would satisfy Molly, and that was as likely as Dan rescinding Kevin's fine.

Her brother-in-law automatically wrapped an arm around Molly's shoulders. When Dan was with his family, he always had an arm around someone. A pang shot through her heart. Over the years she'd dated a lot of decent guys and even tried to convince herself she was in love with one or two of them, but she'd fallen out of love the moment she realized they couldn't come close to filling the giant shadow cast by her brother-in-law. She was beginning to suspect no one ever would.

'Phoebe, I know you like Kevin, but this time he's gone too far.' His Alabama drawl always grew broader when he was upset, and now he was dripping molasses.

'That's what you said last time,' Phoebe replied. 'And you like him, too.'

'I don't understand it! Playing for the Stars is the most important thing in his life. Why is he working so hard to screw that up?'

Phoebe smiled sweetly. 'You could probably answer that better than either one of us, since you were a pretty big screwup until I came along.'

'You must have me confused with someone else.'

Phoebe laughed, and Dan's glower gave way to the intimate smile Molly had witnessed a thousand times and envied just as many. Then his smile faded. 'If I didn't know him better, I'd think the devil was chasing him.'

'Devils,' Molly interjected. 'All with foreign accents and big breasts.'

'It goes along with being a football player, which is something I don't ever want you to forget.'

She didn't want to hear any more about Kevin, so she gave Dan a quick peck on the cheek. 'Hannah's waiting. I'll have her back late tomorrow afternoon.'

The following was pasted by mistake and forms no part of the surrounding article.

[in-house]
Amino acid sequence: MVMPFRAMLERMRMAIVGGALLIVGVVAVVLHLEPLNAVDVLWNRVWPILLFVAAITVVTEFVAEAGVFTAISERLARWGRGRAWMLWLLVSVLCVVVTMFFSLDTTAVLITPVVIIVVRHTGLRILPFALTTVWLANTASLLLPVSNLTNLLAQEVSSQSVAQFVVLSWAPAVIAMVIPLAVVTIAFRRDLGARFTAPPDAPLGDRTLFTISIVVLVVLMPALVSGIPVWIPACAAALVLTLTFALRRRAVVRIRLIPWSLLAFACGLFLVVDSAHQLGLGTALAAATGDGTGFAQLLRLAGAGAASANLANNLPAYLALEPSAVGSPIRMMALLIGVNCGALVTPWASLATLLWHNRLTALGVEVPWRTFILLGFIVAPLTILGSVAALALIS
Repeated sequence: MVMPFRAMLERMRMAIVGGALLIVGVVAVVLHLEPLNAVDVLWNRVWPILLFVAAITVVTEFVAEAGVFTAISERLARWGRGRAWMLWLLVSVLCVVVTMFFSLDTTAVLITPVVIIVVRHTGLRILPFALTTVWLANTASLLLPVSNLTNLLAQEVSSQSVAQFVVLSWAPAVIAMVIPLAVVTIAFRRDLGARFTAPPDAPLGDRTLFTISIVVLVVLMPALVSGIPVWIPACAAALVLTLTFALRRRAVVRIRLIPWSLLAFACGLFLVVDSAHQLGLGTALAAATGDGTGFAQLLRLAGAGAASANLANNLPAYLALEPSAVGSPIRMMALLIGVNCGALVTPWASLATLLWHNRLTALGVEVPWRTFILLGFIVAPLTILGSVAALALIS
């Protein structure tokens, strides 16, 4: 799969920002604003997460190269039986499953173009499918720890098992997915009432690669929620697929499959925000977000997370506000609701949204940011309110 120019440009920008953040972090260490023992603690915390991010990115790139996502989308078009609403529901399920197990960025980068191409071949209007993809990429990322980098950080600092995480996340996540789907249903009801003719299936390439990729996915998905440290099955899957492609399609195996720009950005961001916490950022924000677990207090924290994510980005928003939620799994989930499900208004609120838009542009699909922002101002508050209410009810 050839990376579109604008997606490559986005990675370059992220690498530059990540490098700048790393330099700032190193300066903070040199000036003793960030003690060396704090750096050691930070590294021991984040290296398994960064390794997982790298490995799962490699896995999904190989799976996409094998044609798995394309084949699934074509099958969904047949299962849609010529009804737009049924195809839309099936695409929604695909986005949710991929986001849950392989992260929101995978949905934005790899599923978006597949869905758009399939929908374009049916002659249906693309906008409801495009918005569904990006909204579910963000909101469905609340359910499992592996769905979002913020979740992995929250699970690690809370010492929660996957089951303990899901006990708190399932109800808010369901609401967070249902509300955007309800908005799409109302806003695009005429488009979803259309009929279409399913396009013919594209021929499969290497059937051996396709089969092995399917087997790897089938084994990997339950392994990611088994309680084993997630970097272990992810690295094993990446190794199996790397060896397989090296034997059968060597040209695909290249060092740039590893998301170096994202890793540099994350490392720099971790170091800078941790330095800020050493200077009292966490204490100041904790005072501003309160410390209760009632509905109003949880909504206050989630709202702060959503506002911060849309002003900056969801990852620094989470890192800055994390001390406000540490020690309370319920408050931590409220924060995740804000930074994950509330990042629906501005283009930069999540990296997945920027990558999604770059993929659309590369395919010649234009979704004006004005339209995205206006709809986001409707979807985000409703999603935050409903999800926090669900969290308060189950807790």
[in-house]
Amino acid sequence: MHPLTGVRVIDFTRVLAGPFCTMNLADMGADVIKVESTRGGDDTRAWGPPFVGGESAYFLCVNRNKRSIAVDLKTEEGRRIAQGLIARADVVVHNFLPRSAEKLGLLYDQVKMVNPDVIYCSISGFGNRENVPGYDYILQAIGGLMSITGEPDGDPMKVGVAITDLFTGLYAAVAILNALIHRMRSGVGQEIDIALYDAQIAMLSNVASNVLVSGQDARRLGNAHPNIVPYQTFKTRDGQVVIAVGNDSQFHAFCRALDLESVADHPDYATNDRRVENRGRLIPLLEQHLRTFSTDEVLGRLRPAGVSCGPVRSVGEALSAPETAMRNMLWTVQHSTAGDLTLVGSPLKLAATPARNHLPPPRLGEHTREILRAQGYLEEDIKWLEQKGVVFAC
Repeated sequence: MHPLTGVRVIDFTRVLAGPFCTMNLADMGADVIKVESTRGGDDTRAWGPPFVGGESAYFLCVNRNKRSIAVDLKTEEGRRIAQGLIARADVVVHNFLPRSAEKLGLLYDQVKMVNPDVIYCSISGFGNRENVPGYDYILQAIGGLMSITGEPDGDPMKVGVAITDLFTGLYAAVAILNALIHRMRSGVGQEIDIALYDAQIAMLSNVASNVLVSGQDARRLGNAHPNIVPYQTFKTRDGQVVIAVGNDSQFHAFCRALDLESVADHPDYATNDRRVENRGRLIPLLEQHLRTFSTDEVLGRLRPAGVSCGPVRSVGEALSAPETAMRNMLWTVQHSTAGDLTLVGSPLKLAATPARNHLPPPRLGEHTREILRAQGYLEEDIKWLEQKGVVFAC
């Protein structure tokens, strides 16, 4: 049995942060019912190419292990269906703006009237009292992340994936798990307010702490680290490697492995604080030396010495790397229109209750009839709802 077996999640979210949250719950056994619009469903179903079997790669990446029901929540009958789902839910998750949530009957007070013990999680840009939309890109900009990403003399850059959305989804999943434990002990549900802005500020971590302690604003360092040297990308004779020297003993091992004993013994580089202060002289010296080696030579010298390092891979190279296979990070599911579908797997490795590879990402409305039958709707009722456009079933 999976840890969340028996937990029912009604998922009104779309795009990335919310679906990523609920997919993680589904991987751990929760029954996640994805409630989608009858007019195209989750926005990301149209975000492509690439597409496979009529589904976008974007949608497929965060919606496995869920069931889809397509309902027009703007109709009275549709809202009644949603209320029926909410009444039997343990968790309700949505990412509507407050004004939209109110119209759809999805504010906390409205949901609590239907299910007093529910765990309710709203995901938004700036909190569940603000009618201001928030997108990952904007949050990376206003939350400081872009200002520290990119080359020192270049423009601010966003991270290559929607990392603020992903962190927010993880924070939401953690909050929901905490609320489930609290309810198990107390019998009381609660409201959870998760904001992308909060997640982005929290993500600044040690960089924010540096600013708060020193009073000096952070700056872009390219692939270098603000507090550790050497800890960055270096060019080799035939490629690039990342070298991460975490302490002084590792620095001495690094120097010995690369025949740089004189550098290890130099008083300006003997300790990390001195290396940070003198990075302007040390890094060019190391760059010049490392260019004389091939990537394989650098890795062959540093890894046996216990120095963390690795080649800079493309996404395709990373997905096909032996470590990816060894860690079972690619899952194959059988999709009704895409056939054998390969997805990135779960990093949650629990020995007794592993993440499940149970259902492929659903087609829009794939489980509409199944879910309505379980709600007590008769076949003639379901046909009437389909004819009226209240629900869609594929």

'Don't let her see the morning papers.'

'I won't.' Hannah brooded when the newspapers weren't kind to the Stars, and Kevin's fine was sure to be controversial.

Molly waved her good-byes, collected Hannah, kissed the sibs, and set off for home. The East-West Tollway was already backing up with rush-hour traffic, and Molly knew it would be well over an hour before she got to Evanston, the old North Shore town that was both the location of her alma mater and her current home.

'Slytherin!' she called out to the jerk who cut her off.

'Dirty, rotten Slytherin!' Hannah echoed.

Molly smiled to herself. The Slytherins were the bad kids in the Harry Potter books, and Molly had turned the word into a useful G-rated curse. She'd been amused when Phoebe, then Dan, had started to use it. As Hannah began to chatter about her day, Molly found herself thinking back to her conversation with Phoebe and those years right after she'd finally come into her inheritance.

Bert's will had left Phoebe the Chicago Stars. What remained of his estate after a series of bad investments had gone to Molly. Since Molly was a minor, Phoebe had tended the money until it had grown into fifteen million dollars. Finally, with the emancipation of being twenty-one, along with her brand-new degree in journalism, Molly had taken control of her inheritance and started living the high life in a luxury apartment on Chicago's Gold Coast.

The place was sterile and her neighbors much older, but she was slow to realize she'd made a mistake. Instead, she'd indulged herself in the designer clothes she adored and bought presents for her friends as well as an expensive car for herself. But after a year she'd finally admitted that the life of the idle rich wasn't for her. She was used to working hard, whether in school or at the summer jobs Dan had insisted she take, so she'd accepted a position at a newspaper.

The work kept her busy, but it wasn't creative enough to be fulfilling, and she began to feel as if she were playing at life instead of living it. Finally she decided to quit so she could work on the epic romantic saga she'd always fantasized about writing. Instead, she found herself tinkering with the stories she made up for the Calebow children, tales of a spunky little bunny who wore the latest fashions, lived in a cottage at the edge of Nightingale Woods, and couldn't stay out of trouble.

She'd begun putting the stories on paper, then illustrating them with the funny drawings she'd done all her life but never taken seriously. Using pen and ink, then filling in the sketches with bright acrylic colors, she watched Daphne and her friends come alive.